Black-footed ferrets are the only ferret that is native to America but they are in trouble. These cute masked weasel are being taken down by one of the worst diseases in history; the plague.
Black-footed ferrets’ main source of nutrition are prairie dogs. Prairie dogs are most commonly infected with the plague. Ferrets have had a rough couple of decades. The U.S. Fish and Wildlife Services have dedicated its time to save these “BFFs.”
BFFs are one of the most endangered species native to the United States. As Americans moved west, they eradicated most of the prairie dogs. This, in turn, removed most of the ferrets’ prey and habitat. By 1987, there were about 18 BFFs left. (Sad face)
Since then, they have been captured, bred and reintroduced to more than two dozen areas in eight Western states, Canada, and Mexico. There are still not that many of them. The biggest threat is the flea-borne plague carried by prairie dogs.
Fish and Wildlife workers have been trying to neutralize the disease by spreading flea-killing powder down prairie dog burrows. This is done by hand and is time consuming work. They have thought of a much faster way to help our BFFs.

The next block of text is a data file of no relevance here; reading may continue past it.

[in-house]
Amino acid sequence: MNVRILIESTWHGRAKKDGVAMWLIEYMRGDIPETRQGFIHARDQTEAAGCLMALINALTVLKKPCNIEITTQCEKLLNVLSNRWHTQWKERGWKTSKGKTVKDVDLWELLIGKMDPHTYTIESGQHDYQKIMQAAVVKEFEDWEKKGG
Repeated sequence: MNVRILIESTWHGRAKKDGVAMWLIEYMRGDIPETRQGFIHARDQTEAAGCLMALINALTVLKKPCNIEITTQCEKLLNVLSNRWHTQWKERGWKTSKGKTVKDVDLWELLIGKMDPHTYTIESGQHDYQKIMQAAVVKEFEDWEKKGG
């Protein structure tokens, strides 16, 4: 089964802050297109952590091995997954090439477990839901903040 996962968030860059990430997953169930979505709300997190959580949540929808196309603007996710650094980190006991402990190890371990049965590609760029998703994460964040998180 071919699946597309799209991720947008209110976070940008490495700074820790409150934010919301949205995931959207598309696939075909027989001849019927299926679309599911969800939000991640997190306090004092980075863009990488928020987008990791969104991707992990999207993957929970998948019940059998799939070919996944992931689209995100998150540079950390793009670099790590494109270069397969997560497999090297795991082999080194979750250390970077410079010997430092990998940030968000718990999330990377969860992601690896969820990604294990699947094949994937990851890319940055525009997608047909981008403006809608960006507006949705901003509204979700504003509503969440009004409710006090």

Drones. Drones and peanut butter.
The peanut butter pellets will be laced with vaccine against the plague. The drones will head out in the early mornings and drop a pellet every 30 feet. They will head out at that time because ferrets are sleeping but prairie dogs are active.
While testing in Montana, 70% to 95% of prairie dogs eat the bait. They can tell because the peanut butter pellets tint their whiskers pink. They plan on continuing with the flea spraying in addition to the drones to help cover more ground.
Less than 300 BFFs remain in the United States, according to Fish and Wildlife Services. They hope this helps bring up the ferret population. If the drone experiment is a success, they plan on adopting the program in other states like Arizona and Colorado.